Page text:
Morbid obesity costs higher than smoking
MedWire News: The monetary costs of smoking are significantly less than those accrued by the very morbidly obese, say researchers.
Writing in the Journal of Occupational and Environmental Medicine, they report that the mean incremental costs of regular smoking ranged from US$ 1274-1401 (€ 963-1059) depending on age group, compared with US$ 5467-5530 (€ 4135-4182) for people with a body mass index of 40 kg/m2 or above (very morbidly obese).
James Moriarty (Mayo Clinic, Rochester, Minnesota, USA) and colleagues note that the incremental cost of smoking was similar to that of obesity alone (30 kg/m2 or above), but add that costs increased significantly compared with smoking in the morbidly obese (BMI of 35 kg/m2 and above).
The study participants were employees of the Mayo Clinic in Rochester, Minnesota, and their dependents, aged 18 years or older. All the participants (25,022 nonretirees; 5507 retirees) had continuous health coverage between 2001 and 2007.
The team found that over this period, obesity and smoking both substantially increased healthcare costs compared with nonsmoking and being of normal weight.
For smokers, average health costs per year were US$ 1275 (€ 964) higher than for nonsmokers. Compared with normal-weight individuals, the cost discrepancy was even higher for obese or morbidly obese individuals, at up to US$ 1850 (€ 1398) and up to US$ 5500 (€ 4158) per year, respectively.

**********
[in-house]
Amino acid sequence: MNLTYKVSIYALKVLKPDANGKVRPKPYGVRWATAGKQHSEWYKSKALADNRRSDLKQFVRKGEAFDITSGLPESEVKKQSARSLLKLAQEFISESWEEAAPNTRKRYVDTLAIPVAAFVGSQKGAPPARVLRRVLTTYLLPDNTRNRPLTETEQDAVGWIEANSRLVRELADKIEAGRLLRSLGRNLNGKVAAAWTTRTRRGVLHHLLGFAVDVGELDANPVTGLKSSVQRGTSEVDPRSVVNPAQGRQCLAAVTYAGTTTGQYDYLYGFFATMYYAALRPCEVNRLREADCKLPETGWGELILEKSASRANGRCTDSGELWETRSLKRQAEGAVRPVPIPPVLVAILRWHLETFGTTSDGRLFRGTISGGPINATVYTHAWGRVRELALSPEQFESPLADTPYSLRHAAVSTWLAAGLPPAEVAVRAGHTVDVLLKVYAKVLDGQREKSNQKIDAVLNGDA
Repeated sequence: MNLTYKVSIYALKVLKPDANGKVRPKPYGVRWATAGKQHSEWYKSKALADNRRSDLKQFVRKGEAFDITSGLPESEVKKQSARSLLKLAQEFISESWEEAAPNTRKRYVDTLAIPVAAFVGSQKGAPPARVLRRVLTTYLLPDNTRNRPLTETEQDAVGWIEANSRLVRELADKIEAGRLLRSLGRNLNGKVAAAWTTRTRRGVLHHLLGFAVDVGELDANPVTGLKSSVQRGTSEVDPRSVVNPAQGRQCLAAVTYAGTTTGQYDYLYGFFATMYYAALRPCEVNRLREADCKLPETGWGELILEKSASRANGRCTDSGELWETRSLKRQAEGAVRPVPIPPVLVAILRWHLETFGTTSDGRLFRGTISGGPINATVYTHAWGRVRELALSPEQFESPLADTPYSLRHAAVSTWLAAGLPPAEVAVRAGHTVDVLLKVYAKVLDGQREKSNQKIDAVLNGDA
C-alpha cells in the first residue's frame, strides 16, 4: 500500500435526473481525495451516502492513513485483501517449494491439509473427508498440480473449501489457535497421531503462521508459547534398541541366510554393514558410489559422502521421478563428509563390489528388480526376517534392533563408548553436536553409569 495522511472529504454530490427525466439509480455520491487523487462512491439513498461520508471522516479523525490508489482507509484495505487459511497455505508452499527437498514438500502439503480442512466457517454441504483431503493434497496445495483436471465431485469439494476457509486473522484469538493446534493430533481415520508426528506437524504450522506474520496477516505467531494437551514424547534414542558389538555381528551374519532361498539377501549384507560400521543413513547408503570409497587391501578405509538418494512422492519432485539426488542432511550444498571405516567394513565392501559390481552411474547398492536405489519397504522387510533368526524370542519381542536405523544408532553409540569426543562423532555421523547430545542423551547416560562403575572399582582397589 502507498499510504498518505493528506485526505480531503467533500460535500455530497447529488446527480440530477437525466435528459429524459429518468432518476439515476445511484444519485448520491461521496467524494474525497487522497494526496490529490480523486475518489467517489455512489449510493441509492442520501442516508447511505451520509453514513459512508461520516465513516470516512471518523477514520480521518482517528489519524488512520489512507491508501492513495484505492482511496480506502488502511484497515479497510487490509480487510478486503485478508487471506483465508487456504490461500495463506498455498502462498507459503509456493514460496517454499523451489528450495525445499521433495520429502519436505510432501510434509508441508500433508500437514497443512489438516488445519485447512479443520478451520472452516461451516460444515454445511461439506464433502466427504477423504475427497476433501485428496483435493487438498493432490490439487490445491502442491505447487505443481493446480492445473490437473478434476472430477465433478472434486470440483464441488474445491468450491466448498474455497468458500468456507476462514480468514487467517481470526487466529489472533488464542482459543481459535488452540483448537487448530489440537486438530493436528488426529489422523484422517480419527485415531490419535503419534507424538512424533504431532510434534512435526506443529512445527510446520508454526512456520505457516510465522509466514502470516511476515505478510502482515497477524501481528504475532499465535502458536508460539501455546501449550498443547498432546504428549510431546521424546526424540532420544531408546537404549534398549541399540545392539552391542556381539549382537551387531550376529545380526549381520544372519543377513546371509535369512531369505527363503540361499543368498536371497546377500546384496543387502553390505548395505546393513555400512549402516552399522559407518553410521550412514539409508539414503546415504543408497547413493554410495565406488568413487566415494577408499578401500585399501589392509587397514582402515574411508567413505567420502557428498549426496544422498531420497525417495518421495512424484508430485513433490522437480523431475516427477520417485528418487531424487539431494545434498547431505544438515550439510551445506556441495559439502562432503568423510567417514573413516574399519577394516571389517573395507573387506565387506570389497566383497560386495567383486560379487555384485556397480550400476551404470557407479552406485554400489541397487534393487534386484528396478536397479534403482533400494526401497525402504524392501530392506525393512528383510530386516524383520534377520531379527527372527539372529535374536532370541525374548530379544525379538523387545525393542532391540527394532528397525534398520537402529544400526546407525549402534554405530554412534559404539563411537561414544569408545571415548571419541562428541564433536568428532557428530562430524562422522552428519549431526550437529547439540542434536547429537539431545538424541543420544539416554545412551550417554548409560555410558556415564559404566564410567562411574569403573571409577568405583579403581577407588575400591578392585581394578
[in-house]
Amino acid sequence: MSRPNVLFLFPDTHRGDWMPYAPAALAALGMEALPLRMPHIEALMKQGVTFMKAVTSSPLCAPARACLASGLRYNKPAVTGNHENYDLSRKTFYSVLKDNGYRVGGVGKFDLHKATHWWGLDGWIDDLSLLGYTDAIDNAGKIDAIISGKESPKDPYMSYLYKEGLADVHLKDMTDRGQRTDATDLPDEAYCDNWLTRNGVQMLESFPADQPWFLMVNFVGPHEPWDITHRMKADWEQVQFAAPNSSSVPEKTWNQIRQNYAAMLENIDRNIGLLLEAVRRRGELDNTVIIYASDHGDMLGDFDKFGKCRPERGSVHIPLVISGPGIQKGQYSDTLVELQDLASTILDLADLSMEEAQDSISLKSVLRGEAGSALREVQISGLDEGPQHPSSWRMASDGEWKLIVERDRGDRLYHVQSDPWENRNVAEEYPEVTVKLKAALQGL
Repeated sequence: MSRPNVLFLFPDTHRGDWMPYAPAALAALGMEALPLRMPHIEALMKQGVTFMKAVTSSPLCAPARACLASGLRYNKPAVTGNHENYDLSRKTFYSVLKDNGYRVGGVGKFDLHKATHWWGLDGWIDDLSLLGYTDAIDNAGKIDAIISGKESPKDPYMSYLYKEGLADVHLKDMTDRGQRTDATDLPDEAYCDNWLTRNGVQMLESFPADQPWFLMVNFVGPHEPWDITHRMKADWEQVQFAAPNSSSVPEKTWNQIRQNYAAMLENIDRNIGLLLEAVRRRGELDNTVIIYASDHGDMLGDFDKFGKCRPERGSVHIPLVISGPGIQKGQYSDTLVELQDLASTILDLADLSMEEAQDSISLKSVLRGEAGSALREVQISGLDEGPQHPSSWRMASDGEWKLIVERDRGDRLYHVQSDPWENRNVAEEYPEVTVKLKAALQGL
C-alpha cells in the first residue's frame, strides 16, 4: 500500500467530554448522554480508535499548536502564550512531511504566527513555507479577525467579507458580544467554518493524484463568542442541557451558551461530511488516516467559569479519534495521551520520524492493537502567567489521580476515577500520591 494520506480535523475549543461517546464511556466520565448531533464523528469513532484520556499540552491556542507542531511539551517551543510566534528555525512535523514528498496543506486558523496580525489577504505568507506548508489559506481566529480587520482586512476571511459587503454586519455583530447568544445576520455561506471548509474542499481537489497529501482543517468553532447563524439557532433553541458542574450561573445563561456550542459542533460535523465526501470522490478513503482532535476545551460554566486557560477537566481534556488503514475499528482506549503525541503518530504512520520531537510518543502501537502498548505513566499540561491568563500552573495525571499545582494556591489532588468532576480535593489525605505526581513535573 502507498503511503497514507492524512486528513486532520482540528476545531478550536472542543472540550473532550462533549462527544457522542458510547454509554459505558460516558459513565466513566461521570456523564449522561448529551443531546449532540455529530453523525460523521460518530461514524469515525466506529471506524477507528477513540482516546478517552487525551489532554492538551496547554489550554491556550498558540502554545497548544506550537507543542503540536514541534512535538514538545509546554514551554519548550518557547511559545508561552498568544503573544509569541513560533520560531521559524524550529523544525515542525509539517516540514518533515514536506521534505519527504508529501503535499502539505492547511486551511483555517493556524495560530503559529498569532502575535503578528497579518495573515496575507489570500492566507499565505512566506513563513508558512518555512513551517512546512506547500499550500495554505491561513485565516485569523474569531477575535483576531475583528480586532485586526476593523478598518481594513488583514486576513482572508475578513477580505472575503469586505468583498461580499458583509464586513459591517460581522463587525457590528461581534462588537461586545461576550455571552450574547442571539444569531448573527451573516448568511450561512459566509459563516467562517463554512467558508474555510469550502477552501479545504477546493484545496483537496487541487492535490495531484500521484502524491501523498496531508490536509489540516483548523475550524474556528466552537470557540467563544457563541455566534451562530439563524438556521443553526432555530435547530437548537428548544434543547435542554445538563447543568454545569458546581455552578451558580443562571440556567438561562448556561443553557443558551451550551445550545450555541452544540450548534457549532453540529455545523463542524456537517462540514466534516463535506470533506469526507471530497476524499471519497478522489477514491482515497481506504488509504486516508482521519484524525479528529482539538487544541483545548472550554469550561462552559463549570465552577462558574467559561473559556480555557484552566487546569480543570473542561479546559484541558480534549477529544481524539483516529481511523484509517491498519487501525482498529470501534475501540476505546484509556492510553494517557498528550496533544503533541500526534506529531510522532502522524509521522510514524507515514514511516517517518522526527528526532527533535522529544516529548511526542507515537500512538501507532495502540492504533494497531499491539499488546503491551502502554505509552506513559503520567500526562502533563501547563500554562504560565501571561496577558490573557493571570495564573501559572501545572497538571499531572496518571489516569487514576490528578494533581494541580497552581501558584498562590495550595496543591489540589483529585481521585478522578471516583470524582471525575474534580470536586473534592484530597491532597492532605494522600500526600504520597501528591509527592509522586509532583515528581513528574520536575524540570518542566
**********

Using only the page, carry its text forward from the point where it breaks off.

When 55 categories of comorbidity were adjusted for, the increased costs associated with smoking and obesity decreased dramatically, but were still significantly higher than for nonsmokers and normal-weight individuals.
"In our study, the incremental costs of smoking seem to be about the size of the incremental costs of being obese and lower than in the morbid obesity categories," say Moriarty and team.
Given the large impact of both smoking and obesity on direct and indirect (employee absenteeism, productivity losses, etc.) medical costs, these results should incentivize employers to encourage healthy behaviours in their staff, such as giving up smoking and taking more physical exercise.
"Controlling for comorbidities had a large impact on incremental costs of obesity and could lead to underestimation of the true incremental costs of obesity because obesity is a risk factor for the development of many chronic conditions," stress the authors, concluding that "additional research is warranted to address this issue."
By Helen Albert